“One factor making this sort of thing easier is the fact that more and more connected peripherals (especially those using technologies like Z-Wave or Zigbee) use meshing technology to allow devices to report through other devices in order to ensure continuity of communication even when a device is unable to report to the headend directly.”
For Layton, battery life has improved but this is an area that needs to be well managed by installers.
“Most good wireless products these days will give battery lives of 5 years or more,” he says. “In many chases there are products that set their advertised lifespan not on expectation of when the battery will go flat, but when its shelf-life will expire. This has traditionally made battery life a non-issue for sensor products, but the matter is more complicated for some of the newer wireless peripherals entering the market.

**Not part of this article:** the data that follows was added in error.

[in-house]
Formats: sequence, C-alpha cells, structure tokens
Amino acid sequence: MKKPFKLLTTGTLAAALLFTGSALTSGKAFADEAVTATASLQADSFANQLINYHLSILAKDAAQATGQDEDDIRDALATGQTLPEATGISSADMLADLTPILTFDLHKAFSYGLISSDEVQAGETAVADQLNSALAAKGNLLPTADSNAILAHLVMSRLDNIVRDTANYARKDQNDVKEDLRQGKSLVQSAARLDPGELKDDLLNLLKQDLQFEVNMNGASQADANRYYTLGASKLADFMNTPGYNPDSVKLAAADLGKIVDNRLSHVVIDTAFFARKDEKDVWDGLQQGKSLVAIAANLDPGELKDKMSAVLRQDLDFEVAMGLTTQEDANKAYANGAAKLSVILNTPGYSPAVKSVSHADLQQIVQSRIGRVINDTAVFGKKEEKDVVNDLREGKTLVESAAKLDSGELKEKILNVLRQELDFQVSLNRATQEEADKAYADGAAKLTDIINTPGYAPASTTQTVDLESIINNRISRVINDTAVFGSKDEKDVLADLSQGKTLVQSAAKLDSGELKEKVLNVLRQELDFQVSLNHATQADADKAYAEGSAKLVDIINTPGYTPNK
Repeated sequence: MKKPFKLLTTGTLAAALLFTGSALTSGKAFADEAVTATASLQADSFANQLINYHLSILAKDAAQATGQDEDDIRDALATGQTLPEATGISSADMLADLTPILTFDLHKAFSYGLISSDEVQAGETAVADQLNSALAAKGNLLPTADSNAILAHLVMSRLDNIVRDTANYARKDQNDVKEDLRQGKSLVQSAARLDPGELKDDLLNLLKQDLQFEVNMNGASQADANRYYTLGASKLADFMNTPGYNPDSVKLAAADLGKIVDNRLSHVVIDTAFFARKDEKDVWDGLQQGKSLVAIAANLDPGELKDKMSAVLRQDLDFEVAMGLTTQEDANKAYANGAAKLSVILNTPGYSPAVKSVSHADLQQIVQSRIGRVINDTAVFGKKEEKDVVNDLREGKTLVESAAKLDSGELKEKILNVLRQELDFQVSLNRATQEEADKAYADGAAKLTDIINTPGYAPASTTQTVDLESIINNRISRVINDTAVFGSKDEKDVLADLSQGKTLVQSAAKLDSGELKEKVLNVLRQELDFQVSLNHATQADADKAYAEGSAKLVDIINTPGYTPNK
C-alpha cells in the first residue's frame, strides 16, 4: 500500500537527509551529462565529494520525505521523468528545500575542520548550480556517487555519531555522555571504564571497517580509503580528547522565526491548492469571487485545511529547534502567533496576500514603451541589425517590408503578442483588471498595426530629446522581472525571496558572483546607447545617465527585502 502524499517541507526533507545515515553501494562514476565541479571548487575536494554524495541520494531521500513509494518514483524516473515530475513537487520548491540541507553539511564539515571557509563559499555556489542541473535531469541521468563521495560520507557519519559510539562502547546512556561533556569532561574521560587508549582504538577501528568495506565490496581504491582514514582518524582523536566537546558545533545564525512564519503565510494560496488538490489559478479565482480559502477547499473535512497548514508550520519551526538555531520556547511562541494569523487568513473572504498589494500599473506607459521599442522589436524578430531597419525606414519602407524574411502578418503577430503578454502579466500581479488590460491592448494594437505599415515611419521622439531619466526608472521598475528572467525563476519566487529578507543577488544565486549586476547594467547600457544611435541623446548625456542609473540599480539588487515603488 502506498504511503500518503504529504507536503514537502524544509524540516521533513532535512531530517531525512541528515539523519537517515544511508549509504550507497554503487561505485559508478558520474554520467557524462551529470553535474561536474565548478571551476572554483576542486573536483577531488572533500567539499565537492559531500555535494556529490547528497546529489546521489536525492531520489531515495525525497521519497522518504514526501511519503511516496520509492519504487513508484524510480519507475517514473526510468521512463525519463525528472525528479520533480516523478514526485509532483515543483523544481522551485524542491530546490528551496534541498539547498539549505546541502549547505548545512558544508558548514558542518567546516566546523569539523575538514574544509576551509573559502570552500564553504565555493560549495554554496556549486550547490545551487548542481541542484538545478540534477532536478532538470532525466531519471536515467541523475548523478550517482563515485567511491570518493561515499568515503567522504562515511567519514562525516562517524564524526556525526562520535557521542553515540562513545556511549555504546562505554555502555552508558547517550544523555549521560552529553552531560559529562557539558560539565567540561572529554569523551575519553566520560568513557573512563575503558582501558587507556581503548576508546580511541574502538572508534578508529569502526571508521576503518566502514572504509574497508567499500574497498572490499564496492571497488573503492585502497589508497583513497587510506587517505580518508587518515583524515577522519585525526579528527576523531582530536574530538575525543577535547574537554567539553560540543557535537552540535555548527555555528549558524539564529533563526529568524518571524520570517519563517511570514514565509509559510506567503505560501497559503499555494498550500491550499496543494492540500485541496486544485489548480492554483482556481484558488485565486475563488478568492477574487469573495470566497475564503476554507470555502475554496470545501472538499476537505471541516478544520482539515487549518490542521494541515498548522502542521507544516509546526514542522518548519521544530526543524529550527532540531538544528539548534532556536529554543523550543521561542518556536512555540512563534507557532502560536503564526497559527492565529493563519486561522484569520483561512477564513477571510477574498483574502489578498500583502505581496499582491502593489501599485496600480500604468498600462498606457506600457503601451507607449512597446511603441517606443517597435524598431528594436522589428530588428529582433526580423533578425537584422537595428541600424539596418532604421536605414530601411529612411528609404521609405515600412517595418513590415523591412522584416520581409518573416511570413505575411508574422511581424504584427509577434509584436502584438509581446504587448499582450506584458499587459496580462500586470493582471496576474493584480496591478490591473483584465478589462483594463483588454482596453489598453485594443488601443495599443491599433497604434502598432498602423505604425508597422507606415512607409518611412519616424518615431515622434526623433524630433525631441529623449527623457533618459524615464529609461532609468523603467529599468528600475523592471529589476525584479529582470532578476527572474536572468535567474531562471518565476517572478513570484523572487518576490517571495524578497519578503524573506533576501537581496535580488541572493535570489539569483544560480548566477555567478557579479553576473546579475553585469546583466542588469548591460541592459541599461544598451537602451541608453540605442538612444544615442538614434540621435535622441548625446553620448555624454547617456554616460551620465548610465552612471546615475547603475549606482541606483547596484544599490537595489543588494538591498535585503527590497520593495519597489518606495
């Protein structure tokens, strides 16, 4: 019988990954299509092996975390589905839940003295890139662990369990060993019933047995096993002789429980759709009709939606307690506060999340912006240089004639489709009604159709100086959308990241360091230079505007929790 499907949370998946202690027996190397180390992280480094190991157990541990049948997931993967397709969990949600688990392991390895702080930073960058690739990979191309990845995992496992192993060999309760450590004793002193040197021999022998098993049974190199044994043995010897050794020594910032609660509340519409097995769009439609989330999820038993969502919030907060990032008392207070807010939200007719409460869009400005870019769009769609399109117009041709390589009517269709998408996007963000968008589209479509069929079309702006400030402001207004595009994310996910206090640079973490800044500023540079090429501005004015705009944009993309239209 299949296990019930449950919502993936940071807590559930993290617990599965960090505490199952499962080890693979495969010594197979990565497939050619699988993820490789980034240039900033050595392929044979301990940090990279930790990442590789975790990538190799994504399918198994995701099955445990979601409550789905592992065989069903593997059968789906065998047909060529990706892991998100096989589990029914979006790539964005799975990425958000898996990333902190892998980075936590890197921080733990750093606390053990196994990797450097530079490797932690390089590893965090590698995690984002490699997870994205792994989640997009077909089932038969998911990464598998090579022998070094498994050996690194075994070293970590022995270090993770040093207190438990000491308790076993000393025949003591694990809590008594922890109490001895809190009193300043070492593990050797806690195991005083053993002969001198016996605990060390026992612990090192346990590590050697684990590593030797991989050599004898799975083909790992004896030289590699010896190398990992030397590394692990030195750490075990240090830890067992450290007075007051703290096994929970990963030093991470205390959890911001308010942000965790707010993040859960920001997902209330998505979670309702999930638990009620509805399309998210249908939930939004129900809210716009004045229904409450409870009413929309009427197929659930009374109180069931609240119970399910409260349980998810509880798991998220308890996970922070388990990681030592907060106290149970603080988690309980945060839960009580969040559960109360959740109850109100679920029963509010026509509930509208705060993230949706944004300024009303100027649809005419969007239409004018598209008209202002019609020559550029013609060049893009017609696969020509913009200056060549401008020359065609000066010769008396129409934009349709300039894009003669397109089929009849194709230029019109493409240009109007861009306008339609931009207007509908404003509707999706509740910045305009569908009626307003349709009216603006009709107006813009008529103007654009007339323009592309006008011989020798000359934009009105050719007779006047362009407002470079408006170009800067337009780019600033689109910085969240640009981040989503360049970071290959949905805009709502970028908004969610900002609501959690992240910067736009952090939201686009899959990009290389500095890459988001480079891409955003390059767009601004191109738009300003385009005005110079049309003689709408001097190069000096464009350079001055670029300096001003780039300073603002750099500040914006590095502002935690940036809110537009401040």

“Under standards in Australia, keypads are required to display certain data such as whether a system is armed or disarmed, the presence or absence of faults, and what zones are currently in an abnormal state. Any sort of notification device will use a mechanism such as LEDs which will draw power consistently, which is a substantial drain on battery life. This is why manufacturers are now turning to technologies like E-Ink displays to produce the required notification without consuming constant power.”
Consumer hunger for technology plays a part in the challenges.
“Plenty of consumers these days want attractive touchscreen interfaces,” Layton explains. “Most touchscreen devices (tablets, phones, etc) struggle to remain without external power for more than a day, let alone for years. Using these sorts of devices on wireless systems will normally require them being connected to local power, which starts to erode the portability value of the system. We also need to consider devices with a high peak voltage such as sirens, strobes and screamers. These will happily last years if the system is not being triggered, but it won’t take to many false (or real) alarms to drain the battery power.